[10:30 - 11:00] Discussion with Aleksander Mądry, Ernest Mwebaze, and Suchi Saria

Moderated by Fanny Yang, ETH Zurich

[11:00 - 11:25] Invited talk: Increasing robustness to distribution shifts by improving design

Elizabeth Tipton, Northwestern University

Elizabeth Tipton is an Associate Professor of Statistics and Faculty Fellow at the Institute for Policy Research at Northwestern University, where she co-directs the Statistics for Evidence-Based Policy and Practice (STEPP) Center. Her research focuses broadly on the development of methods for improved causal generalizations, both through the design and analysis of experiments and through the use of meta-analysis. She is an Associate Editor at the Journal of Educational and Behavioral Statistics, is a member of the Editorial Boards of Psychological Bulletin, Research Synthesis Methods, and Observational Studies, and is a member of the Board of the Society for Research on Educational Effectiveness. Her work has been funded by the Institute for Education Sciences, the National Science Foundation, the Spencer Foundation and the Raikes Foundation. In 2020, she received the Frederick Mosteller Award for Distinctive Contributions to Systematic Reviewing from the Campbell Collaboration. She previously received Early Career Awards from the American Education Research Association, the Society for Research Synthesis Methods, and the American Psychological Association. Tipton received a Ph.D. in Statistics from Northwestern in 2011.

[11:25 - 11:50] Invited talk: Statistical testing under distribution shifts

Jonas Peters, University of Copenhagen

Jonas is professor in statistics at the Department of Mathematical Sciences at the University of Copenhagen. Previously, he has been a group leader at the Max-Planck-Institute for Intelligent Systems in Tuebingen and a Marie Curie fellow at the Seminar for Statistics, ETH Zurich. He studied Mathematics at the University of Heidelberg and the University of Cambridge and obtained his PhD jointly from MPI and ETH. He is interested in inferring causal relationships from different types of data and in building statistical methods that are robust with respect to distributional shifts. In his research, Jonas seeks to combine theory, methodology, and applications. His work relates to areas such as computational statistics, causal inference, graphical models, independence testing or high-dimensional statistics.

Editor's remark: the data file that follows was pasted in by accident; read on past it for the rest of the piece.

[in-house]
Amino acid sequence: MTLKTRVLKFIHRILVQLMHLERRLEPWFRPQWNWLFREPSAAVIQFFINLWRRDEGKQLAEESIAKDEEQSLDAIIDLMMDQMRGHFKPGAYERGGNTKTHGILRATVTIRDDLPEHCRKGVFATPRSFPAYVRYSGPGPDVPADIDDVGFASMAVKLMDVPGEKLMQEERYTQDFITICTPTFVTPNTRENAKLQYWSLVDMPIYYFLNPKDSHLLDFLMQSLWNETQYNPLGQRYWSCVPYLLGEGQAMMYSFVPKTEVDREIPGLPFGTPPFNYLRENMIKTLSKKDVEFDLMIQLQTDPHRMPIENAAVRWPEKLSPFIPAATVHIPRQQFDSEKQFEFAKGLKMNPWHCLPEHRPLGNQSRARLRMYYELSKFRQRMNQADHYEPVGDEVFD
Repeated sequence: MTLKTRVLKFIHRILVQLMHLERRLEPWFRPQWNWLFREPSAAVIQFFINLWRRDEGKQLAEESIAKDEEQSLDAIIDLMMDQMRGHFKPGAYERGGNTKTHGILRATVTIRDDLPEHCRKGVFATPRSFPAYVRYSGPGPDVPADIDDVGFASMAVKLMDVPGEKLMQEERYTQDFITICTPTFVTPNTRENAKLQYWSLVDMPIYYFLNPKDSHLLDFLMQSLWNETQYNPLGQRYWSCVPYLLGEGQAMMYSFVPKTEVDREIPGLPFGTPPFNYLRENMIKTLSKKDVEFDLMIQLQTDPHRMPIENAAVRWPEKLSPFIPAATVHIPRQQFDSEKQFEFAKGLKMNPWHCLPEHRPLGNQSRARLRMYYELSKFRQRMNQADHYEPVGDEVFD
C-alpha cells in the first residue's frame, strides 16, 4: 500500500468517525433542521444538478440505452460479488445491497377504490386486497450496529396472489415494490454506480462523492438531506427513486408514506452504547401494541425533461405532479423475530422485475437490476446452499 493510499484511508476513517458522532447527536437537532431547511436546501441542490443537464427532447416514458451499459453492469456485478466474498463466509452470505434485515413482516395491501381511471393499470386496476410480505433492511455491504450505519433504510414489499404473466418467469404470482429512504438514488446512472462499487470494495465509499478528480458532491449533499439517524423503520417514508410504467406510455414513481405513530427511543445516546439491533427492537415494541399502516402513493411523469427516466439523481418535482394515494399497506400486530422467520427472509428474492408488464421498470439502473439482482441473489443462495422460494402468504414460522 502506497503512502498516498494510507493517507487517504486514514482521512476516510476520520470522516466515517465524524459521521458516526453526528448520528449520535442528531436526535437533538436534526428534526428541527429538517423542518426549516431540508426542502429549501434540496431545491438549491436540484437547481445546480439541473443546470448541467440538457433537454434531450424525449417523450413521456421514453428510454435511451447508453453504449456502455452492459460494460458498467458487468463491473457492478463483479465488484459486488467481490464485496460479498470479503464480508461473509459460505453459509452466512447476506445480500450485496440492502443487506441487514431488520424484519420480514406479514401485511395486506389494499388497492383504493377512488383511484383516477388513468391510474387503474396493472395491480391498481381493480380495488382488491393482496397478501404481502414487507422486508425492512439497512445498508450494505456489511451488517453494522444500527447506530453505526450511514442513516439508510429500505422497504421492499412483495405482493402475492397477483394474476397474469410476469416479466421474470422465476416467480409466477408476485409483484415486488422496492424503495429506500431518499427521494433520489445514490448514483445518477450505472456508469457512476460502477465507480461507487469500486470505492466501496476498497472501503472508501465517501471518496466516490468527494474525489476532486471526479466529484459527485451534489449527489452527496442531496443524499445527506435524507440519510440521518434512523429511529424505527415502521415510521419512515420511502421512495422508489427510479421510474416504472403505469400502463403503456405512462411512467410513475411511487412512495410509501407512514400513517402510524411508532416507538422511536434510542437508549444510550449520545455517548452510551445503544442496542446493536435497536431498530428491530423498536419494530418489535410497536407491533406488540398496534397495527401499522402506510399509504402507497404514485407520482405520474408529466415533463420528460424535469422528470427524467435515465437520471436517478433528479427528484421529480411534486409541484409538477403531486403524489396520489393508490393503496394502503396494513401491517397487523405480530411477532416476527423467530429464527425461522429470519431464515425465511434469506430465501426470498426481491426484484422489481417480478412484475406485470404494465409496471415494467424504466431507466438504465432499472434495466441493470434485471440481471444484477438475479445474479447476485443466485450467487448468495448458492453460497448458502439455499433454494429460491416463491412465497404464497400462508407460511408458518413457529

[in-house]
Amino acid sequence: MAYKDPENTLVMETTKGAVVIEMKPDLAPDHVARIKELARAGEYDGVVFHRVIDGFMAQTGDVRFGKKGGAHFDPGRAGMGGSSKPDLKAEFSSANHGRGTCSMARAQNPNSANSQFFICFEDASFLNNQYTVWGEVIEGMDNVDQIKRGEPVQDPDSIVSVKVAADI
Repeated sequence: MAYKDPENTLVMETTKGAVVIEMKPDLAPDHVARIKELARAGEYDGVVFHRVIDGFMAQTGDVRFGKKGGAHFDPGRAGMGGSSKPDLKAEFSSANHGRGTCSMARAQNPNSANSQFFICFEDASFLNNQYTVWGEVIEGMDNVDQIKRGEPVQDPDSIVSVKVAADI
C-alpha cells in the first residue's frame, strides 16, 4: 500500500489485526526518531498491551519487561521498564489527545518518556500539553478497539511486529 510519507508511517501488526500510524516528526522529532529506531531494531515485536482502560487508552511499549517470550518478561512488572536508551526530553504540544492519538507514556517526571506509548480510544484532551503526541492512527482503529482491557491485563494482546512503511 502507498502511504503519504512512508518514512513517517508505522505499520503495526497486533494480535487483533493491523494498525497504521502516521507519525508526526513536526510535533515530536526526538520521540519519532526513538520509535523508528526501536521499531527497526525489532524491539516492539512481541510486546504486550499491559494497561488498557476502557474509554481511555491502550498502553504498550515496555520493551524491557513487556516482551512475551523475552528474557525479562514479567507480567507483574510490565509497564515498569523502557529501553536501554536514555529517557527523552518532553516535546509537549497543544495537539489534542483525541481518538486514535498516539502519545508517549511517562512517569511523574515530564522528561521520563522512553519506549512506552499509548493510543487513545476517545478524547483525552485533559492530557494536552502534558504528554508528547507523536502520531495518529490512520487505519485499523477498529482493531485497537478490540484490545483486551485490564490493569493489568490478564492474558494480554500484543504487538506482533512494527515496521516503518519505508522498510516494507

[11:50 - 12:10] Discussion with Elizabeth Tipton and Jonas Peters

Moderated by Hongseok Namkoong, Columbia University

[12:10 - 13:00] Spotlight talks

Benchmarking Bayesian Deep Learning on Diabetic Retinopathy Detection Tasks

Neil Band, Tim G. J. Rudner, Qixuan Feng, Angelos Filos, Zachary Nado, Mike Dusenberry, Ghassen Jerfel, Dustin Tran, Yarin Gal

A Closer Look at Distribution Shifts and Out-of-Distribution Generalization on Graphs

Mucong Ding, Kezhi Kong, Jiuhai Chen, John Kirchenbauer, Micah Goldblum, David P Wipf, Furong Huang, Tom Goldstein

On Adaptivity and Confounding in Contextual Bandit Experiments

Chao Qin, Daniel Russo

Is Importance Weighting Incompatible with Interpolating Classifiers?

Ke Alexander Wang, Niladri Chatterji, Saminul Haque, Tatsunori Hashimoto

[15:00 - 15:50] Break

Join us in the GatherTown lounge at

[15:50 - 16:15] Invited talk: Importance weighting for transfer learning

Masashi Sugiyama, RIKEN and the University of Tokyo

Masashi Sugiyama is Professor at the University of Tokyo and Director of RIKEN Center for Advanced Intelligence Project, Japan. He obtained Doctor of Engineering in Computer Science from Tokyo Institute of Technology. His research interest includes the development and analysis of machine learning algorithms, with particular focus on transfer learning, weakly supervised learning, and noise-robust learning. He coauthored several monographs such as "Machine Learning in Non-Stationary Environments" (MIT Press, 2012), and "Machine Learning from Weak Supervision" (MIT Press, to appear).

[16:15 - 16:40] Invited talk: Robustness through the lens of invariance

Chelsea Finn, Stanford University

Chelsea Finn is an Assistant Professor in Computer Science and Electrical Engineering at Stanford University, where she directs the IRIS lab. Her research interests lie in the capability of robots and other agents to develop broadly intelligent behavior through learning and interaction. Her work has developed meta-learning algorithms that can enable fast few-shot adaptation, algorithms for end-to-end training of robotic perception and control, and self-supervised methods for sensorimotor perception, prediction, and control. She received her Bachelor's degree in Electrical Engineering and Computer Science at MIT and her PhD in Computer Science at UC Berkeley. Her research has been recognized through the ACM doctoral dissertation award, the ONR YIP award, and the MIT Technology Review 35 under 35 Award, and her work has been covered by various media outlets, including the New York Times, Wired, and Bloomberg.

[16:40 - 17:00] Discussion with Masashi Sugiyama and Chelsea Finn

Moderated by Hongseok Namkoong, Columbia University